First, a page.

No milk today
September 21, 2008 1:30 PM   Subscribe

Why can't China guarantee safe milk for its babies? "From the outset, in what seemed like some bizarre parallel universe, rather than alert Chinese parents as soon as possible to potentially life-saving information about the melamine contamination, baby formula producer Sanlu and various levels of government tried to shut down information. (...) Chinese journalists say the government's Central Propaganda Department, however, issued orders that Chinese media not send their own reporters to further investigate the story."

Sanlu is 43% owned by New Zealand dairy company Fonterra. September 16, their chief executive "Andrew Ferrier said he was happy with the way the NZ dairy giant had acted over the crisis, which has affected more than 1200 babies.

"I can look myself in the mirror and say Fonterra acted absolutely responsibly in this one," he said."

Bloomberg reported September 20 that "Fonterra Cooperative Group Ltd. told New Zealand's embassy in Beijing on Aug. 14 that its Chinese partner Sanlu Group Corp. may be using milk contaminated with the industrial chemical melamine, according to the New Zealand Ministry of Foreign Affairs and Trade.

New Zealand authorities first notified China's central government that the goods may be tainted on Sept. 9, more than three weeks later, the ministry said in an e-mailed statement today. China announced a probe on Sept. 10, and the next day the Ministry of Health said milk powder made by Sanlu may cause kidney stones in infants.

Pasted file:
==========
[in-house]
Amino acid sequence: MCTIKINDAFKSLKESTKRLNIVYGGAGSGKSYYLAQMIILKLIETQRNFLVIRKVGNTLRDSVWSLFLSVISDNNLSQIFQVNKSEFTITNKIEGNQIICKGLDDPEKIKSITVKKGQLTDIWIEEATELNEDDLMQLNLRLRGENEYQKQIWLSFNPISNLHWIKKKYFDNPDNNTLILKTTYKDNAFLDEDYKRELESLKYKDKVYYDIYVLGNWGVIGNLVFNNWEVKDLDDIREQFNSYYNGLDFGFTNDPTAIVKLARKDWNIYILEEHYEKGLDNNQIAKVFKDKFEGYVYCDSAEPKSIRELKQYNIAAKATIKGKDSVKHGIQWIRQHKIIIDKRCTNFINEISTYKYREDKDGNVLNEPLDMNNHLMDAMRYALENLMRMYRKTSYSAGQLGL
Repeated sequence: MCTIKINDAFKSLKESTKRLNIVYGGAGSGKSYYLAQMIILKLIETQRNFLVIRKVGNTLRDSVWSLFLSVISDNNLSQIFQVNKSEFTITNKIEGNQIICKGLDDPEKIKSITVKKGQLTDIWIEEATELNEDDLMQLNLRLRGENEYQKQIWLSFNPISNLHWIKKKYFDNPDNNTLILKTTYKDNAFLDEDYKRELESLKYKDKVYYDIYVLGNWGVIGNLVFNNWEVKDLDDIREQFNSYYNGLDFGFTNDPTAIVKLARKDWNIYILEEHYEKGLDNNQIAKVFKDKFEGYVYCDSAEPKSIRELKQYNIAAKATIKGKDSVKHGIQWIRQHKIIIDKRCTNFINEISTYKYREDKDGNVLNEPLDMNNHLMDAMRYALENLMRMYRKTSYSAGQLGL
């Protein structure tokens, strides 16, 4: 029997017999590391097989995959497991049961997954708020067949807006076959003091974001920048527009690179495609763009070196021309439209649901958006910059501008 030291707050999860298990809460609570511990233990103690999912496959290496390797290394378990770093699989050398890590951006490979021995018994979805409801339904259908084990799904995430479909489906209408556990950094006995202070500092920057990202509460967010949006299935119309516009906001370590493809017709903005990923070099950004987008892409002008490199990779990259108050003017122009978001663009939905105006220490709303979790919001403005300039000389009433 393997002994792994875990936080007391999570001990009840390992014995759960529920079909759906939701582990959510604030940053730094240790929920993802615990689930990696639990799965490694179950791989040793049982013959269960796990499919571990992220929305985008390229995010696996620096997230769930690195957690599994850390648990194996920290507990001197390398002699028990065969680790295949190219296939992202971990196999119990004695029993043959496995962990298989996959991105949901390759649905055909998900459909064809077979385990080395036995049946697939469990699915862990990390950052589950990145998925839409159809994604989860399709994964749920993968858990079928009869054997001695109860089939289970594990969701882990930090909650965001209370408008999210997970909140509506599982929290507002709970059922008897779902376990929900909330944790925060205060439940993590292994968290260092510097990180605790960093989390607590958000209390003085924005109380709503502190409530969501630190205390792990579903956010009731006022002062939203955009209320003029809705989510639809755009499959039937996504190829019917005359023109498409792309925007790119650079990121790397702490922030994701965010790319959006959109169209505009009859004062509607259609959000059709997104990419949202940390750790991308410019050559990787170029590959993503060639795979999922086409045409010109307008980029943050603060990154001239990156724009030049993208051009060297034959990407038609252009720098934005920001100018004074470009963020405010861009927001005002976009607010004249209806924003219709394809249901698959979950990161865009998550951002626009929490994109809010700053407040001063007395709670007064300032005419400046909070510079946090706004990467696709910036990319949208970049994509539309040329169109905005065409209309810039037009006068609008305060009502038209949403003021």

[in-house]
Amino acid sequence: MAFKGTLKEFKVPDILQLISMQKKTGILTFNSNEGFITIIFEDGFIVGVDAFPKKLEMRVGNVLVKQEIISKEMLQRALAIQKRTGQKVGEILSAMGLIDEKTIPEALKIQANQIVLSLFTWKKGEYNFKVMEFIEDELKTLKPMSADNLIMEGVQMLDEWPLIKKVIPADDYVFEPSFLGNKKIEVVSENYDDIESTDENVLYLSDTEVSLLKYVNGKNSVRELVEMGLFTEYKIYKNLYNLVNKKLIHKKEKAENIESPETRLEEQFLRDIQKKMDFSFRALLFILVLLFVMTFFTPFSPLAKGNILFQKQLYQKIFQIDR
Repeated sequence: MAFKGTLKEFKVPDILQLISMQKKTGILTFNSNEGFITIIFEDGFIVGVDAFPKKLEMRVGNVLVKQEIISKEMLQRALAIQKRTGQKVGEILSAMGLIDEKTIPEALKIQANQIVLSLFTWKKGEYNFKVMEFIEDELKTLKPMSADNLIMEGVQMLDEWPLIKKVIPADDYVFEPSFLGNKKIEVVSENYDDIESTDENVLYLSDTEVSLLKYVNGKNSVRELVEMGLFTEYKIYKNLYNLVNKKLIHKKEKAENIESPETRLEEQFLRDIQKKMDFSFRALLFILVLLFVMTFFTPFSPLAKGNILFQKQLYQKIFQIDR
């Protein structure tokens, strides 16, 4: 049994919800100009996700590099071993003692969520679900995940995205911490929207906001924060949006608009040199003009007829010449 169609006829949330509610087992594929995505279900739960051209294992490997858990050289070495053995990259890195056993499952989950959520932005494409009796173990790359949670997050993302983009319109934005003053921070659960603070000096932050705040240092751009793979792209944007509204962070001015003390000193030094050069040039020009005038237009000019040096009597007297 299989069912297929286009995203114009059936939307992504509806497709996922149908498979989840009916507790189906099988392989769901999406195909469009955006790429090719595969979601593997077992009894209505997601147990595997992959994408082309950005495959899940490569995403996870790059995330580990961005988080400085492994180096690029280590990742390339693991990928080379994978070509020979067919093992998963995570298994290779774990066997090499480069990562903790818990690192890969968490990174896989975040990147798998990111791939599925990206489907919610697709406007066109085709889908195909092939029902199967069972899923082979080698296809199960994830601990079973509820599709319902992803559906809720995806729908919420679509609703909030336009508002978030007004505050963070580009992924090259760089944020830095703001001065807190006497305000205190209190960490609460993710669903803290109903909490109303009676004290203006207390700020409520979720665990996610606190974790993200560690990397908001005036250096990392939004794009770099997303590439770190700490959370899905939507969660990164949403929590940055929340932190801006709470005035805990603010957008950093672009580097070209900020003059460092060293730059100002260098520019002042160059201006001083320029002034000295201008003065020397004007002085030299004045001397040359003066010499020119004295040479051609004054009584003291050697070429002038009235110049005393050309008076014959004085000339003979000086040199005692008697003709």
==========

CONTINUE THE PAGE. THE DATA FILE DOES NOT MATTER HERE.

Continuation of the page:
"There was insufficient information'' for the New Zealand embassy to notify the foreign affairs ministry in Wellington until Aug. 31, the statement said."

Previously: Chinese Pet food and animal feed with melamine, cough syrup with antifreeze, toys with lead paint, poisoned toothpaste.
posted by iviken (44 comments total) 1 user marked this as a favorite

 
So, what, the one child per family minimum wasn't good enough population control? What the hell, China?
posted by Caduceus at 1:36 PM on September 21, 2008


"Parents are panicking as they puzzle how to feed the babies that the Chinese health system has told them will grow up more healthily drinking milk powder than breast milk. For most parents, the babies are the only ones they will have."
posted by iviken at 1:41 PM on September 21, 2008